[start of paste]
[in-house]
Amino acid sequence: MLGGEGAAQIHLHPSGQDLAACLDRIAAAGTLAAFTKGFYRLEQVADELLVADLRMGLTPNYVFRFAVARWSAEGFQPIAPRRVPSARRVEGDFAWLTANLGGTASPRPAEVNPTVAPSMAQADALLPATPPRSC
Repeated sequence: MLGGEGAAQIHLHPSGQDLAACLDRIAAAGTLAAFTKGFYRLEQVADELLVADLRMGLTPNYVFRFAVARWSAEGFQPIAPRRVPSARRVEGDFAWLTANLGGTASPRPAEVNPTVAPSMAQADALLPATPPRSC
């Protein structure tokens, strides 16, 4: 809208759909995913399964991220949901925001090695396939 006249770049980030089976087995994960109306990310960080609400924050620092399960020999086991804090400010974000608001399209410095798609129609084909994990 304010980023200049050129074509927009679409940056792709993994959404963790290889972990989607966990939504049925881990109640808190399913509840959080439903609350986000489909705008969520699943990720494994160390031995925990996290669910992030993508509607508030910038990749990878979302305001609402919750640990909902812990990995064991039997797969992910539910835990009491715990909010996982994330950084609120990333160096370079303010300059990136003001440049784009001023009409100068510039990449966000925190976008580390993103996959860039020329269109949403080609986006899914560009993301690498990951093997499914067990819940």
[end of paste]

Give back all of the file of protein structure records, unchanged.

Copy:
[in-house]
Amino acid sequence: MLGGEGAAQIHLHPSGQDLAACLDRIAAAGTLAAFTKGFYRLEQVADELLVADLRMGLTPNYVFRFAVARWSAEGFQPIAPRRVPSARRVEGDFAWLTANLGGTASPRPAEVNPTVAPSMAQADALLPATPPRSC
Repeated sequence: MLGGEGAAQIHLHPSGQDLAACLDRIAAAGTLAAFTKGFYRLEQVADELLVADLRMGLTPNYVFRFAVARWSAEGFQPIAPRRVPSARRVEGDFAWLTANLGGTASPRPAEVNPTVAPSMAQADALLPATPPRSC
């Protein structure tokens, strides 16, 4: 809208759909995913399964991220949901925001090695396939 006249770049980030089976087995994960109306990310960080609400924050620092399960020999086991804090400010974000608001399209410095798609129609084909994990 304010980023200049050129074509927009679409940056792709993994959404963790290889972990989607966990939504049925881990109640808190399913509840959080439903609350986000489909705008969520699943990720494994160390031995925990996290669910992030993508509607508030910038990749990878979302305001609402919750640990909902812990990995064991039997797969992910539910835990009491715990909010996982994330950084609120990333160096370079303010300059990136003001440049784009001023009409100068510039990449966000925190976008580390993103996959860039020329269109949403080609986006899914560009993301690498990951093997499914067990819940």